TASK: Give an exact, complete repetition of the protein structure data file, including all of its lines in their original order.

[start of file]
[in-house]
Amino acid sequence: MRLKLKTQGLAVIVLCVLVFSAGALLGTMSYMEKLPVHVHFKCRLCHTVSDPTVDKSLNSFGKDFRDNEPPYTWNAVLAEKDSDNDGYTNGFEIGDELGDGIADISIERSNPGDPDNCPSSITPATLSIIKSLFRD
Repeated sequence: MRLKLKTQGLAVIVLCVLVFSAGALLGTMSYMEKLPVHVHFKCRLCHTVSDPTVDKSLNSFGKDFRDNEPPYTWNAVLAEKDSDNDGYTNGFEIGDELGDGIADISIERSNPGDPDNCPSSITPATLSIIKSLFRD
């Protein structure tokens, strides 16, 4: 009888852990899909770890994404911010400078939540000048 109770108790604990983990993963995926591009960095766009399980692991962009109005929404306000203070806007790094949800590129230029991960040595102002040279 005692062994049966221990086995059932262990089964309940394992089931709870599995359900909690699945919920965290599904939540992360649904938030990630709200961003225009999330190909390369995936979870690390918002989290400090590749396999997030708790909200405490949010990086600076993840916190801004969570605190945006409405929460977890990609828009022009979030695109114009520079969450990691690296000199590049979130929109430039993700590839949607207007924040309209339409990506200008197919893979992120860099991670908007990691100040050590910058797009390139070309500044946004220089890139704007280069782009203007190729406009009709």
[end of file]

[in-house]
Amino acid sequence: MRLKLKTQGLAVIVLCVLVFSAGALLGTMSYMEKLPVHVHFKCRLCHTVSDPTVDKSLNSFGKDFRDNEPPYTWNAVLAEKDSDNDGYTNGFEIGDELGDGIADISIERSNPGDPDNCPSSITPATLSIIKSLFRD
Repeated sequence: MRLKLKTQGLAVIVLCVLVFSAGALLGTMSYMEKLPVHVHFKCRLCHTVSDPTVDKSLNSFGKDFRDNEPPYTWNAVLAEKDSDNDGYTNGFEIGDELGDGIADISIERSNPGDPDNCPSSITPATLSIIKSLFRD
């Protein structure tokens, strides 16, 4: 009888852990899909770890994404911010400078939540000048 109770108790604990983990993963995926591009960095766009399980692991962009109005929404306000203070806007790094949800590129230029991960040595102002040279 005692062994049966221990086995059932262990089964309940394992089931709870599995359900909690699945919920965290599904939540992360649904938030990630709200961003225009999330190909390369995936979870690390918002989290400090590749396999997030708790909200405490949010990086600076993840916190801004969570605190945006409405929460977890990609828009022009979030695109114009520079969450990691690296000199590049979130929109430039993700590839949607207007924040309209339409990506200008197919893979992120860099991670908007990691100040050590910058797009390139070309500044946004220089890139704007280069782009203007190729406009009709």